USB Hub Noise Filter: Reduce 500mV Amplitude & 10MHz Frequency

In summary: I see you are using a USB hub to power the sensor. Are you sure that is not adding noise?The noise frequency is up to 10MHz with 0.5V amplitude. It is a very noisy USB hub. I am not sure how to select a propper inductor. I know that inductors are not perfect and there is a stray capacitance present in them. I want to try a relatively large inductor, but I am worried that parallel capacitor will become a dominant component.
  • #36
chakr said:
The noise generated inside the hub affects circuits inside.
Well, on the picture you have attached previously that terrible thing on the screen of your 'scope is picked up through a classic one-turn loop? ...

... to be honest, your circuit with that LDO looks 'good enough' for most application. Of course, it is not able to make up for excess mistreat, that would require more circuits added.
If you are interested in your hub then maybe you should dissect that instead? (I'm too interested. Slightly.)
But my practical side keeps saying that you should just dispose of it.

Ps.: just one important remark. That's no HUB. That's a CHARGER. Things are not expected to work when attached...
 
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  • #37
I
Rive said:
Well, on the picture you have attached previously that terrible thing on the screen of your 'scope is picked up through a classic one-turn loop? ...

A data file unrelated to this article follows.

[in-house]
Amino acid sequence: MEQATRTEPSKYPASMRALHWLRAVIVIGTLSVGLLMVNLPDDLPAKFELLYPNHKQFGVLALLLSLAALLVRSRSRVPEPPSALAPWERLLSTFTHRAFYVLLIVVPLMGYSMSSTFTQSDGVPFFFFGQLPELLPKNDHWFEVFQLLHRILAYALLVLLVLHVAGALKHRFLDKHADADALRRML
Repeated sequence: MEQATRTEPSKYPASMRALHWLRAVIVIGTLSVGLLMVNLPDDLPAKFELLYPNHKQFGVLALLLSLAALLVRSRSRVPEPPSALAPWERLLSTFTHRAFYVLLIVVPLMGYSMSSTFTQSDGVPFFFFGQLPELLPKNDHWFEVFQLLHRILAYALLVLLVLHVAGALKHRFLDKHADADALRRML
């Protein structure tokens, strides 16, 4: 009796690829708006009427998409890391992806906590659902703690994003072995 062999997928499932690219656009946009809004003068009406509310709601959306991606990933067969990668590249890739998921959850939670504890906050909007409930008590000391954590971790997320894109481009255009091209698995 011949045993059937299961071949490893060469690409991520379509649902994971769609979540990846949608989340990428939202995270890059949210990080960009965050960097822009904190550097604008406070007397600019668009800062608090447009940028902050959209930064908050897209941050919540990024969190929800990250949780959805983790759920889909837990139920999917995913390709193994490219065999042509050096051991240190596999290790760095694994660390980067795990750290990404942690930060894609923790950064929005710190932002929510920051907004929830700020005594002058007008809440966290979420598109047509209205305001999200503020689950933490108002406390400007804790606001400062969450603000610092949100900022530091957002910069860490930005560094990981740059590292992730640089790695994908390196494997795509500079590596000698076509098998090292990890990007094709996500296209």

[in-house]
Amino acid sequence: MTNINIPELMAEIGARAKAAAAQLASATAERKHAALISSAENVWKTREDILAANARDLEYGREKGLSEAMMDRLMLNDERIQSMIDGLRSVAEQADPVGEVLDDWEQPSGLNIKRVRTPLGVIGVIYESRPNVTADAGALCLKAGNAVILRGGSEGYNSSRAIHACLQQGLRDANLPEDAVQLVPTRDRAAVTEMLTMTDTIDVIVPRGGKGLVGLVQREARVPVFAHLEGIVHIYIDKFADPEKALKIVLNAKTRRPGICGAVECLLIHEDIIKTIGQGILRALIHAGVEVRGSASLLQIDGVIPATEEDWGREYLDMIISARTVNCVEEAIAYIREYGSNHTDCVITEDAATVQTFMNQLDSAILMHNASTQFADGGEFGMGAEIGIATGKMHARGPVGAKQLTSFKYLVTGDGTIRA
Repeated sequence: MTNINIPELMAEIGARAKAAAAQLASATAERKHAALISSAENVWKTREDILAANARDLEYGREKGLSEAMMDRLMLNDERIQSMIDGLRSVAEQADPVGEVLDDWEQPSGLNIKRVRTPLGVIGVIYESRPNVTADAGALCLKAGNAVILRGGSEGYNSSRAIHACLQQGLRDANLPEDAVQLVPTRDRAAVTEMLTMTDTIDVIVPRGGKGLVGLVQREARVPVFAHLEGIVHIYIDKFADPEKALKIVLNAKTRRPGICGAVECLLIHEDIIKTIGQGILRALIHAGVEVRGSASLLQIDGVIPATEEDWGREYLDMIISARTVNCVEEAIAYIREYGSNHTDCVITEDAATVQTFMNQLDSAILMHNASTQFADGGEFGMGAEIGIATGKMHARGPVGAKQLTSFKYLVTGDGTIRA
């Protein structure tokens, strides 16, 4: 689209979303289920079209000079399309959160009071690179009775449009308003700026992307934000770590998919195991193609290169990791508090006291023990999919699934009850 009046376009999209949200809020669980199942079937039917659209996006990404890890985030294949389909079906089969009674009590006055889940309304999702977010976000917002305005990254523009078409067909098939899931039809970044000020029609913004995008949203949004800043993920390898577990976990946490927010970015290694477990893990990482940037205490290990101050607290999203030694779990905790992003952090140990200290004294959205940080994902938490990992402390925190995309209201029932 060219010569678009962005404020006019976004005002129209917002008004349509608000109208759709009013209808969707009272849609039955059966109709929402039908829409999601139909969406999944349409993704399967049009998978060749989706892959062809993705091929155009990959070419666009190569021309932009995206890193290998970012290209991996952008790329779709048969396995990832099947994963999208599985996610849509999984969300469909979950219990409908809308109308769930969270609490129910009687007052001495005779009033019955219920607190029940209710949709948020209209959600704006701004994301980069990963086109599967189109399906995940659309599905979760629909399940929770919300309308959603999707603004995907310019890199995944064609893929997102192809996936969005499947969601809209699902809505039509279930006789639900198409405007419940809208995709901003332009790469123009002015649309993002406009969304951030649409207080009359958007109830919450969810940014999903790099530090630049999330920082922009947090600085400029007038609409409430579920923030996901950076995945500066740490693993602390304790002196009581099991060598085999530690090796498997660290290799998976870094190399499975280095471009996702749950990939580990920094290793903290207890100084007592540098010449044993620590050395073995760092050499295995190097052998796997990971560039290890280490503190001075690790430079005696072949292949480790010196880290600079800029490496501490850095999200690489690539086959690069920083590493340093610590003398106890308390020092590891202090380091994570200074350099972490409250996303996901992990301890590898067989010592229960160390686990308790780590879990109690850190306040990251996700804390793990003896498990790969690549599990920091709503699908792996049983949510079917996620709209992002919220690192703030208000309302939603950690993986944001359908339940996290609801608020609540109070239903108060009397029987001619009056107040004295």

... to be honest, your circuit with that LDO looks 'good enough' for most application. Of course, it is not able to make up for excess mistreat, that would require more circuits added.
If you are interested in your hub then maybe you should dissect that instead? (I'm too interested. Slightly.)
But my practical side keeps saying that you should just dispose of it.

Ps.: just one important remark. That's no HUB. That's a CHARGER. Things are not expected to work when attached...

I agree, my mistake. The problem is that people plug in the device into anything that has a USB port in it and not everything works :).
 
  • #38
chakr said:
II agree, my mistake. The problem is that people plug in the device into anything that has a USB port in it and not everything works :).

Which is why immunity is part of any EMC spec...

The world is a noisy place so products that are expected to work in that world need to not cease operating at the first hint of some radiated or conducted EMI.

Input filters are your friend.
 
  • #40
Rive said:
Ps.: just one important remark. That's no HUB. That's a CHARGER. Things are not expected to work when attached...

looks to me like it has eight or ten USB slots on it

so i don't know what it is for sure

did he ever give us details on it ?

Isn't USB standard 5 volts DC at about an amp ?
 
  • #41
jim hardy said:
I don't think you can get a good measurement anyplace near that USB hub.
You did the experiment i was hoping you would

View attachment 230023

that thing is radiating so intensely it induces voltage in your 'scope probe. A few feet of separation might help.

I'd say try powering your gizmo from a battery if you can find one that's not over the 6 volt absolute maximum rating and preferably not over the 5.5 recommended maximum operating.
Maybe series up three AA's ?
If that helps get a 4.5 or so volt "Wall Wart" that's linear (line frequency transformer and rectifier inside) . You can tell them from switchers they're about twice as heavy. Thrift shops are full of them .